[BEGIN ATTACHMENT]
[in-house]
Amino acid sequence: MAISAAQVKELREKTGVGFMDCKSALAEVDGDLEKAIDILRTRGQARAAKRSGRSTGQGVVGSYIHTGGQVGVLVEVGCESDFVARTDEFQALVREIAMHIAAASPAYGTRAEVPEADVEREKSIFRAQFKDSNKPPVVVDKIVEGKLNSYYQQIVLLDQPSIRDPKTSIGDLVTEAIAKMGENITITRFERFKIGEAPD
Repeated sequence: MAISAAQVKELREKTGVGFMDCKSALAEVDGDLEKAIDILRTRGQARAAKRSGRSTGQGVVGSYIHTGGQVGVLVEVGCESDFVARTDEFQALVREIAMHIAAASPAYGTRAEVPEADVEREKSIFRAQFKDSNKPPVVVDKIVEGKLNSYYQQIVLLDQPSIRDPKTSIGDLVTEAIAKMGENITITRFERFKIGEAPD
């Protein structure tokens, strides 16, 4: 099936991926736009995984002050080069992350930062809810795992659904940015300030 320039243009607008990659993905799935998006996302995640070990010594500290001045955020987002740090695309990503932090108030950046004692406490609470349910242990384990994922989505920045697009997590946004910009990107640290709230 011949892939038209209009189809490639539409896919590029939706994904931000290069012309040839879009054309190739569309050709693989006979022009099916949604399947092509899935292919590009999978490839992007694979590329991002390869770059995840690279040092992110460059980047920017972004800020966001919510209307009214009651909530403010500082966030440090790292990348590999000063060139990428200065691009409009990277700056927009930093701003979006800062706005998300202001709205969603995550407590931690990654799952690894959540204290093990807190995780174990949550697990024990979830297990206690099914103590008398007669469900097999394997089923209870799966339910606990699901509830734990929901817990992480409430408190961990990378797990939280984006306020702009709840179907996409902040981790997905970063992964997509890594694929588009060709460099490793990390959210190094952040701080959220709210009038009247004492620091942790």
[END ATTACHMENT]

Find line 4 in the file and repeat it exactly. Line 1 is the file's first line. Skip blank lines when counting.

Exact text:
């Protein structure tokens, strides 16, 4: 099936991926736009995984002050080069992350930062809810795992659904940015300030 320039243009607008990659993905799935998006996302995640070990010594500290001045955020987002740090695309990503932090108030950046004692406490609470349910242990384990994922989505920045697009997590946004910009990107640290709230 011949892939038209209009189809490639539409896919590029939706994904931000290069012309040839879009054309190739569309050709693989006979022009099916949604399947092509899935292919590009999978490839992007694979590329991002390869770059995840690279040092992110460059980047920017972004800020966001919510209307009214009651909530403010500082966030440090790292990348590999000063060139990428200065691009409009990277700056927009930093701003979006800062706005998300202001709205969603995550407590931690990654799952690894959540204290093990807190995780174990949550697990024990979830297990206690099914103590008398007669469900097999394997089923209870799966339910606990699901509830734990929901817990992480409430408190961990990378797990939280984006306020702009709840179907996409902040981790997905970063992964997509890594694929588009060709460099490793990390959210190094952040701080959220709210009038009247004492620091942790």